This is a follow-up to my December note, “Alright, I’ve had Enough of Him, the Fun’s Over, #Dump Trump”. For the record, I’m supporting the Johnson/Weld ticket and the Libertarian party this fall. (#GovGary)
As the most boringly-monotone public speaker since Dan Quayle, and the most elusive interview subject since probably ‘Silent’ Cal Coolidge, Clinton is a throw-back to pre-media savvy candidates of another era. And yet, there she is at the top of the Democrat ticket.
I remain baffled by the Clinton candidacy. I’ve struggled to explain to people how my opposition is not rooted in ‘misogyny’, but rather comes from a place of deep concern about our country’s future. I hope by putting this down in writing, I can clarify my opinion and maybe sway a few minds.
I met Hillary Rodham Clinton (as she was called then), just once. It was on the campaign trail in 1992 ahead of the Michigan primary. Bill Clinton’s opponents were already waning. I think Paul Tsongas had dropped out or was on the verge of it, and Jerry Brown’s campaign was seriously flagging. She was touring Michigan, as the then-first lady of Arkansas with former Michigan Governor Jim Blanchard and his wife. I believe they spoke at an elementary school in suburban Saginaw.
I remember a couple of things about the event. One was that the ‘briefing’ reporters receive before such matters talked up the first lady’s credentials to speak on education matters. She and her husband were pushing a ‘two-for-one’ philosophy at the time, kind of a co-presidency. That she was ‘a smart, educated person who, if the cards had fallen in a different direction, would be a candidate for office herself instead of the first lady of the state of Arkansas. So she’d chosen a career of ‘advocacy’ instead, largely around children’s issues.’ That was the narrative.
I remember one other thing strongly about the visit. There were no or very few questions permitted. She toured the school, gave a speech afterward, and then was hustled out to her next appearance.
Advocacy vs. Public Policy:
Now being an advocate for something is a great calling. You can educate people, raise money and help individuals or groups meet goals. But it differs in one very important way than being a candidate for office: You don’t have to put your ideas on the line for a vote of your constituents.
I believe Clinton’s avoidance of (or distain for) public scrutiny of her ideas most clearly surfaced not in the recent email-server scandal, but in the first term of her husband’s presidency. While placed in charge of crafting a universal health care system, she ‘advocated’ for a plan. The only problem was that as public official, working on policy that could have become law and effected EVERYONE in America, she was under an obligation to conduct that process in the public light with the public and media having free and fair access to the process.
In fact, when sued, she won the right to keep the process secret based on an argument that she had no obligation to hold public hearings (see details). This is not democracy (or even republicanism). It’s autocracy expressed by the statement of: ‘I know what’s good for you and how dare you question my motives. Shut up and take your medicine.’
A skeptical Congress lead by a Democratically-controlled Senate eventually defeated the measure. This penchant for secrecy and disdain for the public’s input on policy matters has been a hallmark of her career. Once her ideas were put up for a vote, they were savaged and defeated.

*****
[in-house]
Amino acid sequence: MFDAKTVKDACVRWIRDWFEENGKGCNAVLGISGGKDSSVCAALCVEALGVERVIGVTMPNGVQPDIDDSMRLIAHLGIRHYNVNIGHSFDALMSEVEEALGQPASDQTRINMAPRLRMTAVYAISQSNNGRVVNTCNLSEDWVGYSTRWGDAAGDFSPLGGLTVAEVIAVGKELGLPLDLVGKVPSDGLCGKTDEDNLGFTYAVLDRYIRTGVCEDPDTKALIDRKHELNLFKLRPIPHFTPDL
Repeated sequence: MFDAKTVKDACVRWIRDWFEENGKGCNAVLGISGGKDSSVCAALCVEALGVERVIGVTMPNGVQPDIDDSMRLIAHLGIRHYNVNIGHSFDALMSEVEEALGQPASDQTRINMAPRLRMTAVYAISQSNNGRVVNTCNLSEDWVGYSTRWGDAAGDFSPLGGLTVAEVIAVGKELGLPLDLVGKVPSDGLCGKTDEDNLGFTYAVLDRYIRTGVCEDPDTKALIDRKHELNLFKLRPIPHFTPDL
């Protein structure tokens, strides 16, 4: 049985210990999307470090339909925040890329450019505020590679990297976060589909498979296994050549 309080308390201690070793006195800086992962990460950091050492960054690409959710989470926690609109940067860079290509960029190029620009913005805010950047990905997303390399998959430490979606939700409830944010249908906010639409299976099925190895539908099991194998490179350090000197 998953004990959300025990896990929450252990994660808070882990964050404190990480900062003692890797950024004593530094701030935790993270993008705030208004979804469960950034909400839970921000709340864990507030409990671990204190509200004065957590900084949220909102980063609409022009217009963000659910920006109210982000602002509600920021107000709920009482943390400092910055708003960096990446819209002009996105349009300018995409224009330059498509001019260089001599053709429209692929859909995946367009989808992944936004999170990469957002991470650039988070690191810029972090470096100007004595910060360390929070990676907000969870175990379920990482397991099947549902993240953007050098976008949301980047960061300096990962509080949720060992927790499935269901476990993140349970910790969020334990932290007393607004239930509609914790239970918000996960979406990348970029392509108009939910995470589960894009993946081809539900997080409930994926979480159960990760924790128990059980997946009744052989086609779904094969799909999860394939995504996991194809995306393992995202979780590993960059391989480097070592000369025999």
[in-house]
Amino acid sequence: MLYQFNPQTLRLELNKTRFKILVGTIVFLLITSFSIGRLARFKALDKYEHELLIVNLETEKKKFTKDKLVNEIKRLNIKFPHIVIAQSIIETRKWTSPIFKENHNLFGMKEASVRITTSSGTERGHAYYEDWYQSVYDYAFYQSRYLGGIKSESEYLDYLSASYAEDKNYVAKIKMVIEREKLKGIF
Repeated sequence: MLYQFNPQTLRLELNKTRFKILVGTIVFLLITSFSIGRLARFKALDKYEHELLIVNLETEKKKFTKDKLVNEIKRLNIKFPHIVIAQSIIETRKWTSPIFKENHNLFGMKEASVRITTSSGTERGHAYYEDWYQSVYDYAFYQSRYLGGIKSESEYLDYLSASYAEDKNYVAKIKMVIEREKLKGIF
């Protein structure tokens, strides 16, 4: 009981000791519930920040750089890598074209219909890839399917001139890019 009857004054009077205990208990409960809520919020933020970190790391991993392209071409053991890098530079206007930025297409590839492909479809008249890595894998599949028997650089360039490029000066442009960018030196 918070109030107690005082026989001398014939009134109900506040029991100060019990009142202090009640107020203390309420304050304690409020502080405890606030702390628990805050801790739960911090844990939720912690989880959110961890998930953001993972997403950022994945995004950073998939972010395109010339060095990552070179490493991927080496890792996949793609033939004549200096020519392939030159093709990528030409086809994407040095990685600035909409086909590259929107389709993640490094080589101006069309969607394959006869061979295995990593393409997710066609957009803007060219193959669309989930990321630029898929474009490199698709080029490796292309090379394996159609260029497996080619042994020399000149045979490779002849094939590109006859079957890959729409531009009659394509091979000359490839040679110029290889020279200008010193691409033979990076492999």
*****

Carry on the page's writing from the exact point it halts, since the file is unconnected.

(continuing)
After her husband’s term of office, it became clear that NOW, Clinton would become a candidate for public office. In political circles, the state of New York is known for having one ‘celebrity’ senate seat for someone who is either looking for higher office or who becomes a national figure. Bobby Kennedy took that seat, despite spending most of his life in either Massachusetts or Washington DC, on his way to a run at the White House. Daniel Patrick Moynihan was another example of that fine tradition. Clinton, born in Illinois, having lived most of her adult life in Arkansas and Washington DC, moved into the state to make the run.
When Clinton settled into the campaign, she was aided by a Democratic party that ‘cleared the decks’ for her (assuring no serious opposition). This would become a hallmark of her career as a presidential candidate in 2008 and again this year, Democratic party elders lined up large numbers of ‘superdelegates’ to create an atmosphere of inevitability behind her campaign. The historic candidacy of Barak Obama in 2008 was able to break that backroom deal. However, the life-long political outsider Bernie Sanders couldn’t pull the same rabbit out of the hat this time around. See the recent (and supposedly neutral) DNC insider email leaks about how far the party was willing to go to keep him out of the nomination.
My point is that without a ‘thumb on the scale’, Clinton would likely have never been elected to anything. There were far more qualified women who would have made better candidates for the Democratic Party in either election. Consider Senators Diane Feinstein or Barbara Mikulski or former Washington State Governor Christine Gregoire, with decades of elective-office experience as three examples.
Sticking to the Public Arena:
I’ve avoided getting into areas like discussing Clinton’s personal life. Opinions range wildly on that matter, and frankly, unless she’s committing a crime, I don’t really care. What disappoints me most in this year’s election cycle is that when the so-called Democratic party had the chance to embrace an exciting candidate who energized their base, they instead opted for a re-tread from the 1990’s who needed a helping-hand at every step along the way to make it to the finish-line and the party’s nomination.